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The answer is it depends. It can vary depending on the circumstances surrounding the individual traffic stop. Most of time a traffic stop is considered terminated once a police officer gives the driver back his license and registration. Most drivers though will likely not feel free to leave until the officer says they may do so. In North Carolina courts have ruled in some instances that even where an officer returns this information the seizure is still in place until the officer indicates to the driver he is free to go.

The Supreme Court considered this problem in Ohio v. Robinette, 519 U.S. 33 (1996) and said that an officer does not have to tell a driver he is free to leave in order to terminate the traffic stop. Instead the Supreme Court advised a totality of the circumstances approach was a better method to determine when a stop has actually been terminated. This means that all of the circumstances surrounding the stop should be considered to decide when it actually ended. North Carolina courts have not clearly stated if giving a driver back his information means the stop has ended. In State v. Kincaid, 147 N.C. App. 94 (2001) the court said the returning the driver’s license and registration is necessary but will not always be a sufficient condition to determine the stop has been terminated. In another North Carolina case the court decided that under the totality of the circumstances approach the driver of a vehicle was not free to leave after being handed back his paperwork partially because the officer never said the driver could leave. State v. Myles, 188 N.C. App. 42 (2008).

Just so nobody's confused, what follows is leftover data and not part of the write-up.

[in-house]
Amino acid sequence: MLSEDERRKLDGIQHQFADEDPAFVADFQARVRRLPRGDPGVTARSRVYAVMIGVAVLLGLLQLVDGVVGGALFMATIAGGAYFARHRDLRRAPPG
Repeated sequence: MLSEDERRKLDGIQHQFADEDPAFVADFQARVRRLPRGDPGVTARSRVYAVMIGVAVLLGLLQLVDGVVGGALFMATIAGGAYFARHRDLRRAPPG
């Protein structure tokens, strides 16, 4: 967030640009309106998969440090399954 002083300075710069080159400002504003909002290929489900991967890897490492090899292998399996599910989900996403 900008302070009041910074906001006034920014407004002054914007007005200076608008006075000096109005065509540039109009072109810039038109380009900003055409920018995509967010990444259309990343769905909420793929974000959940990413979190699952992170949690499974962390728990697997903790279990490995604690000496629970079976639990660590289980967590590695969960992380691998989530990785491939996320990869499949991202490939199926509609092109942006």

The significance of knowing when the stop is ended is that driver is no longer required to interact with the officer. Anything else the officer asks the driver to do is considered to be a consensual encounter. It is usually at this point the officer may ask for consent to search the vehicle and if the driver agrees then the officer may search. This is why it is generally advisable that if an officer ever asks to perform a search to decline to let the officer search and not to answer any questions.